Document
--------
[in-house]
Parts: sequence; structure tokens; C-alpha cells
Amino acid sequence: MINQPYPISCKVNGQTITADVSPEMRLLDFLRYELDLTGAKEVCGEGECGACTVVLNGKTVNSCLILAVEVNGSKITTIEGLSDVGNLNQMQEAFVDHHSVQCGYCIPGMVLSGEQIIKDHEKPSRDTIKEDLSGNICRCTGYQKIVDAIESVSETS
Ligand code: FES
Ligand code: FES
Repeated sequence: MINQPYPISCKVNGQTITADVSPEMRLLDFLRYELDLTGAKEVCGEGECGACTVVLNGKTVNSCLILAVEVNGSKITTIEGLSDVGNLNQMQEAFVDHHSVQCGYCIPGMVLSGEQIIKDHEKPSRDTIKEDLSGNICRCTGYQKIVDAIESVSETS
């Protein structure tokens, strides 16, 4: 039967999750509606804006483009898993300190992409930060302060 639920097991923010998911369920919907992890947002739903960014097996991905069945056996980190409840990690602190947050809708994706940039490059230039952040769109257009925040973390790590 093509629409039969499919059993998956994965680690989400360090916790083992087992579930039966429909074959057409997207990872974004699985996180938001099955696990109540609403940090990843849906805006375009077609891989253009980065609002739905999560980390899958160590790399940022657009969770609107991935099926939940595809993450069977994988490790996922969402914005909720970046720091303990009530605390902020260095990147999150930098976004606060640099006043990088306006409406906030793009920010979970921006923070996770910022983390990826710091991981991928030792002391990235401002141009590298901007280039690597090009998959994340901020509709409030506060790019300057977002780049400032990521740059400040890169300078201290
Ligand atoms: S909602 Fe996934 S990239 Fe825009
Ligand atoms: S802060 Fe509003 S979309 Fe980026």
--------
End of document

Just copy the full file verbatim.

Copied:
[in-house]
Parts: sequence; structure tokens; C-alpha cells
Amino acid sequence: MINQPYPISCKVNGQTITADVSPEMRLLDFLRYELDLTGAKEVCGEGECGACTVVLNGKTVNSCLILAVEVNGSKITTIEGLSDVGNLNQMQEAFVDHHSVQCGYCIPGMVLSGEQIIKDHEKPSRDTIKEDLSGNICRCTGYQKIVDAIESVSETS
Ligand code: FES
Ligand code: FES
Repeated sequence: MINQPYPISCKVNGQTITADVSPEMRLLDFLRYELDLTGAKEVCGEGECGACTVVLNGKTVNSCLILAVEVNGSKITTIEGLSDVGNLNQMQEAFVDHHSVQCGYCIPGMVLSGEQIIKDHEKPSRDTIKEDLSGNICRCTGYQKIVDAIESVSETS
């Protein structure tokens, strides 16, 4: 039967999750509606804006483009898993300190992409930060302060 639920097991923010998911369920919907992890947002739903960014097996991905069945056996980190409840990690602190947050809708994706940039490059230039952040769109257009925040973390790590 093509629409039969499919059993998956994965680690989400360090916790083992087992579930039966429909074959057409997207990872974004699985996180938001099955696990109540609403940090990843849906805006375009077609891989253009980065609002739905999560980390899958160590790399940022657009969770609107991935099926939940595809993450069977994988490790996922969402914005909720970046720091303990009530605390902020260095990147999150930098976004606060640099006043990088306006409406906030793009920010979970921006923070996770910022983390990826710091991981991928030792002391990235401002141009590298901007280039690597090009998959994340901020509709409030506060790019300057977002780049400032990521740059400040890169300078201290
Ligand atoms: S909602 Fe996934 S990239 Fe825009
Ligand atoms: S802060 Fe509003 S979309 Fe980026």